In short the proposal sucks and who ever proposed it clearly did not have the best of the majority of Europeans in mind... Hobbitschuster (talk) 18:36, 5 July 2015 (UTC)
LPfi, I would be surprised if those were the only possible fair use provisions. In the U.S., at least, so-called 'editorial' use of images is allowed for just about any publication, including travel guides. Powers (talk) 22:58, 5 July 2015 (UTC)
I think the related provision in Finnish law is restricted to scientific context, critics and "vid redogörelse för dagshändelser" (approximately: when discussing current matters). The last provision means newspapers are quite free to use any images, but travel guides can hardly use it. I cannot find any provision relevant to us. The law in Finnish and Swedish and a translation to English can be found at Commons:Copyright rules by territory#Finland. --LPfi (talk) 15:49, 6 July 2015 (UTC)
Speaking to Powers' earlier comment, what the WMF really ought to do (whether or not this legislation passes) is to complement Commons with an integrated search functionality to help users browse images that are hosted locally on each of the various wikis. -- AndreCarrotflower (talk) 05:06, 7 July 2015 (UTC)
Let's wait what really happens on Thursday and how it develops. It has been and still is more imortant to mark your own photos with the proper FoP template "FoP-Germany", "FoP-Austria" not only in European countries. I am about to add it even to my old WT images. -- DerFussi 07:51, 7 July 2015 (UTC)
PS: There are still more than 7.000 images to be checked, e.g. if there is FoP or not c:Category:Files moved from wts.oldwikivoyage to Commons requiring review :) :) -- DerFussi 07:54, 7 July 2015 (UTC)
Time to call your Members of European Parliament! Freedom of Panorama would make things so much easier for everyone. It also has no drawback: seriously, do architects earn their life by collecting a few cents for each picture used in a book or on a website? This makes everyone's life miserable for nothing. Syced (talk) 01:47, 8 July 2015 (UTC)
Apparently mobilization has helped avoid this nightmare. We still need to fight to bring Freedom of Panorama to France and other countries that do not have it. Syced (talk) 08:46, 10 July 2015 (UTC)
Yes. Fortunately. Let's fight it to spread out the FoP all over the world. :) -- DerFussi 09:56, 10 July 2015 (UTC)
There are a couple of related questions, which are as as important. Among them is the rights surrounding works in museums and private collections. Historic photos from most of the 20th century cannot be used if you do not know the author, and public domain works cannot be used as illustrations unless you get a public domain photo (taking it yourself is often prohibited). I cannot even publish my own passport on Commons, as I do not know who the photographer was (I doubt they earn much on people coming back to get more copies twenty years later). --LPfi (talk) 20:07, 11 July 2015 (UTC)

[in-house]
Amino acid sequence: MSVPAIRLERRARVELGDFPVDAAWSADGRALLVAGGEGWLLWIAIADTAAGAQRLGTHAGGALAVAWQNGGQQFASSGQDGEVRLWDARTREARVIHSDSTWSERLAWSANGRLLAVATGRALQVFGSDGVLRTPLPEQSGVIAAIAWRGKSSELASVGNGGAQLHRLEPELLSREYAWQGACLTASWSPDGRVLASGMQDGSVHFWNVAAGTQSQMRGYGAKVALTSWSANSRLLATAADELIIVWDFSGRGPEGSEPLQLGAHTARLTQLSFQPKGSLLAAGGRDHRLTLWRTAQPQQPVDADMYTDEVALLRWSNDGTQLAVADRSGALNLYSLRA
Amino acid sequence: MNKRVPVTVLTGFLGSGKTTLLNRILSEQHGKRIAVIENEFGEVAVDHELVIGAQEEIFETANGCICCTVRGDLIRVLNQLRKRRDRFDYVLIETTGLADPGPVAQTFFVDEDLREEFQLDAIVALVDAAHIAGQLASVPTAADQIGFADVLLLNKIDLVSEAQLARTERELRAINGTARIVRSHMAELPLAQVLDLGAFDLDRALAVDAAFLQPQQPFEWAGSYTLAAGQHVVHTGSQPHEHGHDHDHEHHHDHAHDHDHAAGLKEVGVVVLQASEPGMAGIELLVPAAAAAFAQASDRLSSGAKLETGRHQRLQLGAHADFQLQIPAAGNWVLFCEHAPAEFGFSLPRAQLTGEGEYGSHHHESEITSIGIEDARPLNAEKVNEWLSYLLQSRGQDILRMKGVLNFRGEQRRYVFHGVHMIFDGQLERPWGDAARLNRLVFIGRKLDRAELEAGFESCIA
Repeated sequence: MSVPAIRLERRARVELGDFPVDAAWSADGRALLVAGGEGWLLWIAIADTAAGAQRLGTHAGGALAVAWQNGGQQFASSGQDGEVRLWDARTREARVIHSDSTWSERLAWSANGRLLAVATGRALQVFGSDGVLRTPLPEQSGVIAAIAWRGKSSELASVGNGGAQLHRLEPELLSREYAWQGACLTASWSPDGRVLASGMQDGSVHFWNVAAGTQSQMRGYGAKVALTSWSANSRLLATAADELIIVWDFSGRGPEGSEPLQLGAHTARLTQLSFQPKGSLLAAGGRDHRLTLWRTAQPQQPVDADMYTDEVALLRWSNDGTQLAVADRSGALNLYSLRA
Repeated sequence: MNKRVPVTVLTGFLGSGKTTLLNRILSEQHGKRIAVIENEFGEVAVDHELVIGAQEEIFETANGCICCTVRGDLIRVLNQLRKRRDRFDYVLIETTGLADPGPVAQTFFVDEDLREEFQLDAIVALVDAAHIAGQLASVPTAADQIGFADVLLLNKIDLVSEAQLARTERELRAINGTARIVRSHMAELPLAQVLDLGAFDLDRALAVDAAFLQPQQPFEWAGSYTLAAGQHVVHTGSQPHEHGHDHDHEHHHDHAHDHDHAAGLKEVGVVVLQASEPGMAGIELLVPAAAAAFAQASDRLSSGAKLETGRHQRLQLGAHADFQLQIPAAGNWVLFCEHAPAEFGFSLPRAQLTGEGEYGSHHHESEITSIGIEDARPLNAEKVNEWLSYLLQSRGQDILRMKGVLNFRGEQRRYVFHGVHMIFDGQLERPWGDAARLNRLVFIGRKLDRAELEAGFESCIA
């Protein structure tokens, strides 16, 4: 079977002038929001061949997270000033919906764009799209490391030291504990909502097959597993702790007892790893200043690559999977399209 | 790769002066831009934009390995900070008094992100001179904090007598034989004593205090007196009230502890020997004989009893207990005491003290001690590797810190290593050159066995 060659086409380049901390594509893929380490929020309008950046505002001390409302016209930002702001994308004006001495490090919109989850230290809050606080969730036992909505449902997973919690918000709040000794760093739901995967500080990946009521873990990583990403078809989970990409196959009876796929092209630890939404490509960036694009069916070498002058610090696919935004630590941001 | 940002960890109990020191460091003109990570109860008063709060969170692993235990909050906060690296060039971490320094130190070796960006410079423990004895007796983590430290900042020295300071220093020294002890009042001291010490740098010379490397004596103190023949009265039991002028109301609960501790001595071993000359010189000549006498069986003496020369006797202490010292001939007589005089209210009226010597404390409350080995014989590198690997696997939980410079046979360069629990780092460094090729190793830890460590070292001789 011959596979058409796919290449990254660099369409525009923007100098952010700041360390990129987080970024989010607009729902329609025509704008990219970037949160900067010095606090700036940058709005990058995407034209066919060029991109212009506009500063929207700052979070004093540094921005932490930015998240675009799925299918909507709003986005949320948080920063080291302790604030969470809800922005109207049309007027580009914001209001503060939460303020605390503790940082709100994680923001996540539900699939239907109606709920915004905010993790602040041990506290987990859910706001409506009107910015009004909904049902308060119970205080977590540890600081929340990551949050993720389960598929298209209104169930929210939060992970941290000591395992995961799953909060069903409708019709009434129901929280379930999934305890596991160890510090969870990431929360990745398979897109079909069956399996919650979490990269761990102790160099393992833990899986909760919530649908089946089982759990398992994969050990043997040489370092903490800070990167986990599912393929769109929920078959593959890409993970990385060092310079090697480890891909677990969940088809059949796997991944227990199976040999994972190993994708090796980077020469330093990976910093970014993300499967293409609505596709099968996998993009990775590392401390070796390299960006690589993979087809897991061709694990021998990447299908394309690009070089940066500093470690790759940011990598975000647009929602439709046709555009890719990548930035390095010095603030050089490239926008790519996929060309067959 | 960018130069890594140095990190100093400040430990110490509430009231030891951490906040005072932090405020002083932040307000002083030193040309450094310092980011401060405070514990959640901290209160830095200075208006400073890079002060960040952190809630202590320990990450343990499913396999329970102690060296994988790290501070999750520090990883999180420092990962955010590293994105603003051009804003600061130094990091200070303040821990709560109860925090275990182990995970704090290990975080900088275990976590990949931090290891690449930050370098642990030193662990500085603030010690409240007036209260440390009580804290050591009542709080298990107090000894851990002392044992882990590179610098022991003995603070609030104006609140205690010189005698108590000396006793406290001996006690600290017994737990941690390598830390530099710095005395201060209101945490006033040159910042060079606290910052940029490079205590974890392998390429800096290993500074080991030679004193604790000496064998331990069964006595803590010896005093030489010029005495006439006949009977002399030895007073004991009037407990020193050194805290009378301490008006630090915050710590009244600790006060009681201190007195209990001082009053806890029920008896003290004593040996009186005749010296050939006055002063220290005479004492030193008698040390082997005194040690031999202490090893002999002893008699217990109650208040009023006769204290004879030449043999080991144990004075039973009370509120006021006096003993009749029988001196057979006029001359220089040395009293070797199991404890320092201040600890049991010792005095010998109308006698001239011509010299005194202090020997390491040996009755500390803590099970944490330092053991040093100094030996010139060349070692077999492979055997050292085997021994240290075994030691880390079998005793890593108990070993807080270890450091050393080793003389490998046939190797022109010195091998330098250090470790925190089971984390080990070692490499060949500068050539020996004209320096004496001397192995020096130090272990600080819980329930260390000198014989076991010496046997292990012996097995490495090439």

I'd be surprised if the photographer retained a copyright on passport photos. It's a work for hire, and in many cases you're given the physical photograph and the implied right to do whatever you need to do with it. Powers (talk) 01:24, 12 July 2015 (UTC)
I would guess (but I am no international copyright expert) that a photo of yourself, that is by definition not a work of art (passport photos have to follow rather strict rules) should be yours to do with as you please. Now the passport itself might be another thing, but not for copyright reasons, as some countries are really strict about passports technically never being any private person's property... Hobbitschuster (talk) 11:53, 12 July 2015 (UTC)
Passport photos are not works, but photos are covered by rights similar to copyright (50 year from creation in EU). There is no such thing as the US "work for hire" in Finnish legislation, and copyright does not follow the physical copy per se. It could, by implicit contract, such as probably when handing over your camera to a stranger, but I would not count on such an interpretation in this case. The Finnish copyright law explicitly gives you the right to make copies of "photographic portraits" in some specific contexts, such as to illustrate articles of yours (unless specifically disallowed by contract). The section would be unnecessary if implicit copyright transfer were the norm. Legally you should contact the photographer and ask for permission to make additional copies – and Commons is strict with nobody caring not being sufficient licensing. --LPfi (talk) 13:54, 13 July 2015 (UTC)

Consensus for deploying the new banners extension[edit]

Hi all,

We are about to deploy Sumit's new banners implementation to Wikivoyage English. As the Wikimedia rules stipulate, we need this discussion to show that the community approves the deployment. So, please voice your approval or disapproval below, thanks a lot! Notes:

  • At first the extension will only target a handful of test pages. So nothing will break overnight because of the deployment.
  • A demo is available, there are still a few minor bugs that should be fixed in the next few days, but we should not wait until everything is 100% perfect, as the deployment paperwork process will take some time. We will iron out the last details on test pages here.